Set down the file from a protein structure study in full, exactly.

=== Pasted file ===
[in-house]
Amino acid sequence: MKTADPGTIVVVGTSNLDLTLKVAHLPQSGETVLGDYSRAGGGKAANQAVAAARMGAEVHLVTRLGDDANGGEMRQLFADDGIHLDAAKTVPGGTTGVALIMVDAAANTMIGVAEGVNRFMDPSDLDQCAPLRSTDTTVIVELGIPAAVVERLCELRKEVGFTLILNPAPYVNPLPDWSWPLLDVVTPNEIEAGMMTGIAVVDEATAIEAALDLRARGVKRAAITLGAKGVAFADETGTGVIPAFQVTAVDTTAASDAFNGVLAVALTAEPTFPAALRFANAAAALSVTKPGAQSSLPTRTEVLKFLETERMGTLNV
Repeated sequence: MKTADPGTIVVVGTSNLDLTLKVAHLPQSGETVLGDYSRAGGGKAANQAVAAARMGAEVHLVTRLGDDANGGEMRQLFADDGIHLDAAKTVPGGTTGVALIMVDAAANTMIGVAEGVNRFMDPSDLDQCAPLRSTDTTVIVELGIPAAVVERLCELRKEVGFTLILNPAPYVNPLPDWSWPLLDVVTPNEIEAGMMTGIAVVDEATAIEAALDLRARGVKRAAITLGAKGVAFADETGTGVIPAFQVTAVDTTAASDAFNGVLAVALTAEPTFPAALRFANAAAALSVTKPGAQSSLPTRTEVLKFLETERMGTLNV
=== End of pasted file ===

[in-house]
Amino acid sequence: MKTADPGTIVVVGTSNLDLTLKVAHLPQSGETVLGDYSRAGGGKAANQAVAAARMGAEVHLVTRLGDDANGGEMRQLFADDGIHLDAAKTVPGGTTGVALIMVDAAANTMIGVAEGVNRFMDPSDLDQCAPLRSTDTTVIVELGIPAAVVERLCELRKEVGFTLILNPAPYVNPLPDWSWPLLDVVTPNEIEAGMMTGIAVVDEATAIEAALDLRARGVKRAAITLGAKGVAFADETGTGVIPAFQVTAVDTTAASDAFNGVLAVALTAEPTFPAALRFANAAAALSVTKPGAQSSLPTRTEVLKFLETERMGTLNV
Repeated sequence: MKTADPGTIVVVGTSNLDLTLKVAHLPQSGETVLGDYSRAGGGKAANQAVAAARMGAEVHLVTRLGDDANGGEMRQLFADDGIHLDAAKTVPGGTTGVALIMVDAAANTMIGVAEGVNRFMDPSDLDQCAPLRSTDTTVIVELGIPAAVVERLCELRKEVGFTLILNPAPYVNPLPDWSWPLLDVVTPNEIEAGMMTGIAVVDEATAIEAALDLRARGVKRAAITLGAKGVAFADETGTGVIPAFQVTAVDTTAASDAFNGVLAVALTAEPTFPAALRFANAAAALSVTKPGAQSSLPTRTEVLKFLETERMGTLNV